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Emma McKeon of Team Australia competes in the Women's 100m Freestyle heats on day five of the Tokyo 2020 Olympic Games at Tokyo Aquatics Centre on July 28, 2021.

Tom Pennington/Getty Images AsiaPac

Emma McKeon can add to Australia’s golden haul in a women’s 100m freestyle final packed with champions and record holders at the Tokyo Olympics on Friday.

After smashing the Olympic record in the preliminary heats with a personal best of 52.13 seconds, McKeon starts in lane four in pursuit of her fourth medal of the Games.

Hong Kong’s 200m freestyle silver medallist Siobhan Haughey could be McKeon’s closest challenger, followed by Australia’s former world champion and triple Olympic relay gold medallist Cate Campbell.

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The field also features Canada’s defending Olympic champion Penny Oleksiak, Sweden’s world record holder Sarah Sjostrom and 2016 medley relay gold medallist Abbey Weitzeil of the United States.

Australia have so far won five golds in the swimming, four provided by women, but McKeon has yet to win an individual title.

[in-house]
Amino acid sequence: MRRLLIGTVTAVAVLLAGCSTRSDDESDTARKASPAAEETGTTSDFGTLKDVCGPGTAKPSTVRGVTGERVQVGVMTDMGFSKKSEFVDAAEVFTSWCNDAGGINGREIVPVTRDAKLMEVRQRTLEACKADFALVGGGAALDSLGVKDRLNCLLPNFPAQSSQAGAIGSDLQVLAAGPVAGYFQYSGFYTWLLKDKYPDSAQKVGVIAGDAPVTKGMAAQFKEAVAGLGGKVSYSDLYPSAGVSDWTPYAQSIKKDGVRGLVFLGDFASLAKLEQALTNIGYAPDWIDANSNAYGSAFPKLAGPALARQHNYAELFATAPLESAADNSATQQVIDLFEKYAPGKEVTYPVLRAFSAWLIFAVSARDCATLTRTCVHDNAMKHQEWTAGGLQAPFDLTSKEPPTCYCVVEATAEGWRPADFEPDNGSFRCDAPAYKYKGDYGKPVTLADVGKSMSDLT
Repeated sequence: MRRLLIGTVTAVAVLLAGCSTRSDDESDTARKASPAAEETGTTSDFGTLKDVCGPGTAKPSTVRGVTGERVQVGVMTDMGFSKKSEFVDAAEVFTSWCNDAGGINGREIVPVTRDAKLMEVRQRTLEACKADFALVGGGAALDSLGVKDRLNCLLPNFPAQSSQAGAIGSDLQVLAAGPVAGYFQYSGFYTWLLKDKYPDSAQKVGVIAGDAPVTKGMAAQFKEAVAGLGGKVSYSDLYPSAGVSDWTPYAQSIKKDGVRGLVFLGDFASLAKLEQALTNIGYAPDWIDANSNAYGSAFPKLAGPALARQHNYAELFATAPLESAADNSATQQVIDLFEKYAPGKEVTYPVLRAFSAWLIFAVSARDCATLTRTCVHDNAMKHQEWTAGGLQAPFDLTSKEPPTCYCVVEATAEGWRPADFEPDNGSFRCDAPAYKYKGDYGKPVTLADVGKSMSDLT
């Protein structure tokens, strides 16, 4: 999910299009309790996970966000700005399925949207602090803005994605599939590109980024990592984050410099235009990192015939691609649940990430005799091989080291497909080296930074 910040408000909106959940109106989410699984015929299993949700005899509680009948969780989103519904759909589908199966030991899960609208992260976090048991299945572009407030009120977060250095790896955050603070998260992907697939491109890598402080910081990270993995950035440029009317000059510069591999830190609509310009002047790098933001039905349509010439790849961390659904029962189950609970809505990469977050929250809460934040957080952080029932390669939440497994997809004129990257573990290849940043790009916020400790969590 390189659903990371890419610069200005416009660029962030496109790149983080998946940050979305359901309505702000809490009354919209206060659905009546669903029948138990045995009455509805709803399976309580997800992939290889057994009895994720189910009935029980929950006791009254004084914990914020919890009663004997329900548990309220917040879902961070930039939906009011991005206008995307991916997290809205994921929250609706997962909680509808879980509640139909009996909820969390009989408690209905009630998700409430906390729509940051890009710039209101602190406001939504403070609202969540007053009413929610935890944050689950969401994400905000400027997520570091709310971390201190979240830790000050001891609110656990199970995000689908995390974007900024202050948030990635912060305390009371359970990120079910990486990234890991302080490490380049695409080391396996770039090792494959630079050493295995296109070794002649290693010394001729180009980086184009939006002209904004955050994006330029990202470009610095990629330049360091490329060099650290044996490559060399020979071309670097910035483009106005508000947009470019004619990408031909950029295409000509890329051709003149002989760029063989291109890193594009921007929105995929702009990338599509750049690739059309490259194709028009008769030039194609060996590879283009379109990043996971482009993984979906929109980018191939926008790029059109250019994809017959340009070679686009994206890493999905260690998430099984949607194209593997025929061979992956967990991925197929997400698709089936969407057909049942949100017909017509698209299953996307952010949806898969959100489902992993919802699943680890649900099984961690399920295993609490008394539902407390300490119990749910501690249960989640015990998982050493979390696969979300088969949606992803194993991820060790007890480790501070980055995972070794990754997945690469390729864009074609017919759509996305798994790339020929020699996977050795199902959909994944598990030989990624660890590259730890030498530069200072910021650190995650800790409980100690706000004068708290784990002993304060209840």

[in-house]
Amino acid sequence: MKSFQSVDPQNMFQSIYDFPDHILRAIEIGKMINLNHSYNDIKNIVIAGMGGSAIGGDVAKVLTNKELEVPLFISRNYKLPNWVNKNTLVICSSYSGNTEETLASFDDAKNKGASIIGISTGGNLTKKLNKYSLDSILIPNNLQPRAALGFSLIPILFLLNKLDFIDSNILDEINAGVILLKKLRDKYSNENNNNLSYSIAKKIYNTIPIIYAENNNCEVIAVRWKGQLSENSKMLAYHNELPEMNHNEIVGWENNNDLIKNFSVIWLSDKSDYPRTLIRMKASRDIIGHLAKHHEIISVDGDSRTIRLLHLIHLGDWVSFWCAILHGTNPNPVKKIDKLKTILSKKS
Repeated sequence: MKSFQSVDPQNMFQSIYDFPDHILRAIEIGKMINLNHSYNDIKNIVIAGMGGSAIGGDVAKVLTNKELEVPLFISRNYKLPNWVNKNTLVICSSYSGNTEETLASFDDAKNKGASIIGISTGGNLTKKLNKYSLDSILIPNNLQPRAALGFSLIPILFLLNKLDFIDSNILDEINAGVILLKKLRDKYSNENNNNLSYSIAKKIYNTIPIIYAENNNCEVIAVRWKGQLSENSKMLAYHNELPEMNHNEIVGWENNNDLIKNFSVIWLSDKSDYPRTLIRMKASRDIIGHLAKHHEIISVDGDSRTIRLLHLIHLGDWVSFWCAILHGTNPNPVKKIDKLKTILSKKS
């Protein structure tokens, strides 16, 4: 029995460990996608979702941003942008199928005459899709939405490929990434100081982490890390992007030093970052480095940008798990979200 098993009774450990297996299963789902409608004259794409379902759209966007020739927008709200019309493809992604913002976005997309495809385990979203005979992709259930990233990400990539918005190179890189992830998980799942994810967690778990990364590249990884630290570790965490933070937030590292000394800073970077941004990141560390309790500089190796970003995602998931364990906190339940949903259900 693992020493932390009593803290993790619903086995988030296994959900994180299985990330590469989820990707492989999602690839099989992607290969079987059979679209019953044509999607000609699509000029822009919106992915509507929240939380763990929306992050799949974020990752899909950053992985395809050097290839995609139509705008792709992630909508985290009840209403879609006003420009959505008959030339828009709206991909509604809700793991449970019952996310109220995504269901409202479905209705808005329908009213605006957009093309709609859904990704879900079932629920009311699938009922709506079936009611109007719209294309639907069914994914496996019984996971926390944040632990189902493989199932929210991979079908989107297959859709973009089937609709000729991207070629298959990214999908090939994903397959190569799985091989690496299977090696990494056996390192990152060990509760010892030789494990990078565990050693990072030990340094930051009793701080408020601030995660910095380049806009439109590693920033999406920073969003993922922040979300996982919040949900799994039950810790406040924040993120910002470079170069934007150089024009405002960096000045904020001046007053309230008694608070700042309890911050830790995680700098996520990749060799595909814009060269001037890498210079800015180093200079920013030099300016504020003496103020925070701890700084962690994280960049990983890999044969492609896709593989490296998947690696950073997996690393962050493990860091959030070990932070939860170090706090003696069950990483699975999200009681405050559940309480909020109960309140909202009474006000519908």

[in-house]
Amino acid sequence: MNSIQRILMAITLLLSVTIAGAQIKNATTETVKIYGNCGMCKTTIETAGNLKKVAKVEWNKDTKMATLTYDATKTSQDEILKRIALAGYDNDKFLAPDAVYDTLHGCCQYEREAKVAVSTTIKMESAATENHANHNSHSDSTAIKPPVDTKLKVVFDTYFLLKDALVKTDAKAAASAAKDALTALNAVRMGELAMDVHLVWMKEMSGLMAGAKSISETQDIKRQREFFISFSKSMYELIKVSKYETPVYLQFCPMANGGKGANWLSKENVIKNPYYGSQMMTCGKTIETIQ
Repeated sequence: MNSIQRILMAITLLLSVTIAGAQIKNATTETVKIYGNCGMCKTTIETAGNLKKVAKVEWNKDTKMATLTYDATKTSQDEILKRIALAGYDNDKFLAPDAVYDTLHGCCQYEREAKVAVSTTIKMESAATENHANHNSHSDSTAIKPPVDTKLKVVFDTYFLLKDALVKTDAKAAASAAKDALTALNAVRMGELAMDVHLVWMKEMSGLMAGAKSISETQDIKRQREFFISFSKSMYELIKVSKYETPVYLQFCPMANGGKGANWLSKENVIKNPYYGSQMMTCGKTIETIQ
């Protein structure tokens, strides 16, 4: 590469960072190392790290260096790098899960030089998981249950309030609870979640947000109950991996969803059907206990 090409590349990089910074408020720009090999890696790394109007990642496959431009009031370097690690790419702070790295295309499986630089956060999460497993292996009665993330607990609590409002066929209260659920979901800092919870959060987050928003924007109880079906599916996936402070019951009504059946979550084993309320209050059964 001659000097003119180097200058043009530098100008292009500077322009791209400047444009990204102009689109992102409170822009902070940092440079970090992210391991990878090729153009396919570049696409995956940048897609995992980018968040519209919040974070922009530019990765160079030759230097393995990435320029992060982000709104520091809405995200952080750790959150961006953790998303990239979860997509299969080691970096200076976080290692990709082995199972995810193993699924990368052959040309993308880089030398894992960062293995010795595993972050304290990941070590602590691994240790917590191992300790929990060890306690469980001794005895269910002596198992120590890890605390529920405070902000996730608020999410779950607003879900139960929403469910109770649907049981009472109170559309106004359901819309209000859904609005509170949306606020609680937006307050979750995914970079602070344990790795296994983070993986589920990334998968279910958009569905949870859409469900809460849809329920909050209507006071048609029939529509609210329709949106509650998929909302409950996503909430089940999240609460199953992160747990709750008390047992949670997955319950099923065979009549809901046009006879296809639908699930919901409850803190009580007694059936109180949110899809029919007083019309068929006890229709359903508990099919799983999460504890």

“She’s in good form,” Australia’s five-times gold medallist Ian Thorpe told Seven television. “But, of course, she’s up against Cate Campbell and the likes of the best competitors in the world.

“So that one’s a tough one to call, but I think she will medal in that.”

South Africa’s Tatjana Schoenmaker has the world record in her sights in the women’s 200m breaststroke after qualifying close to the mark.

“I wish had longer fingernails,” she told reporters after missing it by five hundredths of a second. Olympic 100m breaststroke champion Lilly King qualified only fifth fastest.

In the men’s 200m backstroke, Luke Greenbank was second fastest to Russian favourite Evgeny Rylov in the semis as Britain enjoy their best Olympic swimming performance in 113 years.

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“There have been some inspiring performances and I really want to get in on that action and come away with a medal,” he said.

Compatriot Duncan Scott has his chance of individual gold in the men’s 200m medley, with China’s Shun Wang, Japan’s Daiya Seto and Michael Andrew of the United States his big opponents.

A medal of any colour would keep Scott on course to become the first British athlete to win four at a single Games.

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